Flash Movie Review: Food Chains

Once upon a time a person was able to bite into a piece of food and savor the taste blooming in their mouth. Planted in an orchard or field where the rays of the sun encouraged it to grow, the fruit or vegetable was picked at the peak of its ripeness. It was nurtured by the loving hands of a farmer who learned their craft from their father who had learned it from their father; a simple process that provided the most natural and best taste. Times have changed as the world now moves at a faster pace. Some food items are grown indoors where its roots are stuck in a test tube device to keep them moist as the only light source shines out of heat lamps hanging low from the ceiling. If plants are grown outside they are bombarded with chemicals to ward off things that could damage them. Not only are grains being genetically manipulated to create a super race of wheat or corn, but even livestock get injected with hormones and antibiotics because a dead or sick animal cuts into profits. I try to think about what is going into my mouth, though there are times where I wished I wasn’t thinking. My thoughts for the most part focus on either squeezing, smelling, reading or looking at the item before I take it from the store shelf or bin.    AFTER watching this documentary I felt guilty for not knowing more about where and how the food I was leisurely putting into my shopping cart had reached the store. Executive produced by Eva Longoria (Desperate Housewives-TV, The Sentinel) and narrated by Forest Whitaker (The Last King of Scotland, Phone Booth), this movie focused on a group of migrant workers who picked tomatoes. I am sure this will not come as a surprise; but the story showed the chain of command that dictated the course of the tomato, from the bottom where the migrant workers toiled in the fields to the final destination at the grocery store. I was surprised to find out I was not completely correct on which component in the chain yielded the most power. For a documentary this topic was presented in a straight forward manner with little consideration given to tweaking elements to make this more of a dramatic story. There were times where I felt a scene’s actions was being repeated more than necessary to drive a point home. However, this particular story was both moving and incredulous to watch. Though I would like to consider myself an intelligent consumer, this movie proved me wrong. I was shocked by what I saw. I have to tell you I would have a hard time shopping at the grocery store that was the focus of this film, if there was one near me.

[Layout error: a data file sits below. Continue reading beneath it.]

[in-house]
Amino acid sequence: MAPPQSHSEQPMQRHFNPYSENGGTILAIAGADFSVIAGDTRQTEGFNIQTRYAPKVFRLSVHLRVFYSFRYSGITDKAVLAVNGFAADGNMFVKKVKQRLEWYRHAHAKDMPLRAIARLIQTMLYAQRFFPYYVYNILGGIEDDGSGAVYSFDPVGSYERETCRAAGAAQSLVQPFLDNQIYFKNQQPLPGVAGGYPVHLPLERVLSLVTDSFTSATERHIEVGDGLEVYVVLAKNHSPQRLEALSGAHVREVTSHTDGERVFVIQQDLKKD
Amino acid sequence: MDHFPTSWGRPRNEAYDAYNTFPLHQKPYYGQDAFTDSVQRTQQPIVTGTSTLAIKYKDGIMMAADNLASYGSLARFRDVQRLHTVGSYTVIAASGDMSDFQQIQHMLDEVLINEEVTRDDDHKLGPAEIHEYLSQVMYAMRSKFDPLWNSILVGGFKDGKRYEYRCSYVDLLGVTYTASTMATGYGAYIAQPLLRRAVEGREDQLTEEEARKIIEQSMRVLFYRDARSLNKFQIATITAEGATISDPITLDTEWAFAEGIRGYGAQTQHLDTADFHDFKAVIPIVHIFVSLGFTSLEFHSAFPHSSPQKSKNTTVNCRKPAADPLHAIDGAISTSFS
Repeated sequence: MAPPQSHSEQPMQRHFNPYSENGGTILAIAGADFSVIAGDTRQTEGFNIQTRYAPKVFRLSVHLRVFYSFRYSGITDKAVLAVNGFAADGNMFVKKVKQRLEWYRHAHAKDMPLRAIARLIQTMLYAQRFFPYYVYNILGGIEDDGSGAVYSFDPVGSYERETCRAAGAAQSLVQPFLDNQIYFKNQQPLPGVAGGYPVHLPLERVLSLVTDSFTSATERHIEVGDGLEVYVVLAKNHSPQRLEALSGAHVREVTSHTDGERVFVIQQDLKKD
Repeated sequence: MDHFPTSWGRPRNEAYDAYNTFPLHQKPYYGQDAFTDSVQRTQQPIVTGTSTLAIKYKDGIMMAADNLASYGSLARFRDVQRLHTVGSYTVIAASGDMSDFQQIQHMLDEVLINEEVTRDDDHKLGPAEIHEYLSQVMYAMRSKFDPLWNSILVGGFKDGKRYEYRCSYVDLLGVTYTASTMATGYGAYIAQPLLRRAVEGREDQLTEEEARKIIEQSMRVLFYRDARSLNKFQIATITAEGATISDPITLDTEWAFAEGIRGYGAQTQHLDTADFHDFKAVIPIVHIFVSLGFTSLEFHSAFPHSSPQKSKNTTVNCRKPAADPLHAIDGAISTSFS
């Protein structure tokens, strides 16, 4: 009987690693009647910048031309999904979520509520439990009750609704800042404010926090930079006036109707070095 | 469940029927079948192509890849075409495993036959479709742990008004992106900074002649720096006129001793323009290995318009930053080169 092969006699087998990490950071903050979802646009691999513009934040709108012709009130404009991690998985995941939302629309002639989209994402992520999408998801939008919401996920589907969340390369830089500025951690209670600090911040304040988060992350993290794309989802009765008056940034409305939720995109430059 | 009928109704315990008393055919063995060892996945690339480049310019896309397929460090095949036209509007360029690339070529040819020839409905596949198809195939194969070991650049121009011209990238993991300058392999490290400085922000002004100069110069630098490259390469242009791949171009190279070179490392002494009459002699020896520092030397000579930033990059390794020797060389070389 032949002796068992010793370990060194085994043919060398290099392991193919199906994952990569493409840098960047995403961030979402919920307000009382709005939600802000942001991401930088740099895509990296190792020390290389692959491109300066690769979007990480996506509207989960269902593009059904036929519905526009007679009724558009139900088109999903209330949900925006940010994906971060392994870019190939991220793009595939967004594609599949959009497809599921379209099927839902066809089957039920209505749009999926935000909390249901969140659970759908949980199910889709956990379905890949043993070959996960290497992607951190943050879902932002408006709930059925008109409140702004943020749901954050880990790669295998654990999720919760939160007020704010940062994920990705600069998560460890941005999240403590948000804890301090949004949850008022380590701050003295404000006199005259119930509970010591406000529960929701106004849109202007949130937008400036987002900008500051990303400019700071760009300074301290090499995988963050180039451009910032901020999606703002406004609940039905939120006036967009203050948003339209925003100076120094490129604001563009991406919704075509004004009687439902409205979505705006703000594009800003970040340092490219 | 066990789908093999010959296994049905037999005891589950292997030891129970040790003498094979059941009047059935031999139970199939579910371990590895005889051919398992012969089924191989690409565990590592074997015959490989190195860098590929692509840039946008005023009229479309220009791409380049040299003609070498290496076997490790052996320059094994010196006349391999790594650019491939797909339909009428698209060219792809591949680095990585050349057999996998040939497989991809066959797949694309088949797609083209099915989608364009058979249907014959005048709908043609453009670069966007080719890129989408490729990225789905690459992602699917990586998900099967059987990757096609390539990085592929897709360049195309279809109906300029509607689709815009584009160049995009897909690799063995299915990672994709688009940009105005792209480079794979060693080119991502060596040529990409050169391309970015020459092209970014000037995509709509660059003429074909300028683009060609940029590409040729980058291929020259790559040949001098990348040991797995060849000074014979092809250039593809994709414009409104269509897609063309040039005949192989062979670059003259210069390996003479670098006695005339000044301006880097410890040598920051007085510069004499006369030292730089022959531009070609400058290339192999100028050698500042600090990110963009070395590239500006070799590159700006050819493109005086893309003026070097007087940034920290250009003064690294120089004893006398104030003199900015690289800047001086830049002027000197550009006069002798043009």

3 1/2 stars

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About moviejoltz

From a long line of movie afficionados, one brother was the #1 renter of movies in the country with Blockbuster, I am following in the same traditions that came before me. To balance out the long hours seated in dark movie theaters, I also teach yoga and cycling. For the past 3 years, I have correctly picked the major Oscar winners... so join me as we explore the wonder of movies and search for that perfect 4 star movie.

Posted on December 10, 2014, in Documentary and tagged , , , , , . Bookmark the permalink. 18 Comments.

  1. I am intrigued! I try to buy local organic, but that is not always an option. Will have to look for this documentary in my area, thank you for the review!

    • Also, check on VOD you may luck out. Let me know what you think of this one please. Thanks for the comments.

      • I always try to reply when I see something you’ve recently reviewed, but movies are few and far between amidst our remodel! But I do enjoy the reviews and know I can search for anything on your site before we actually decide to watch something now. 🙂

      • Thank you for sharing your lack of movie viewing situation. Hopefully the remodel goes smooth and quick so you can catch up on some movie treasures. Thanks also for your kind support.

  2. I have heard about this documentary and now, with your reviews, I feel like it’s a must watch 🙂

  3. Everywhere this happen..always the lower status get stepped by high..they should look down and give them a hand.

  4. Very interesting! You have awesome reviews and your blog it’s really amazing. 🙂

  5. I’m now wondering how close to the mark is it on the other side here in the South Pacific.

    • I would be curious also. If you find something out please share or if there is a documentary that focuses in your neck of the woods I would appreciate hearing about it. Thanks again for taking the time to leave your comments.

  6. Thank you for looking at these controversial painful topics that go beyond the filtered film. We are seeing our behaviors up front and center with a movie like this! I applaud all who are making a difference, as we even see this on our beautiful Island of Maui! We can be the shift that treats ALL people with dignity and respect… As this week of Martin Luther King day approaching , Let us pay attention and support positive change!

  7. I’m going to have to watch this one. I went to youtube after I viewed this trailer and watched a short video titled “Fair Tomatoes”. I live in smallish town with three supermarkets, and the one I shop at was mentioned. I feel terrible about this.

    • Oh no; I’m sad to hear one of the stores in this film is where you shop. Please let me know your thoughts after you get to see this movie. Thanks for your comments.

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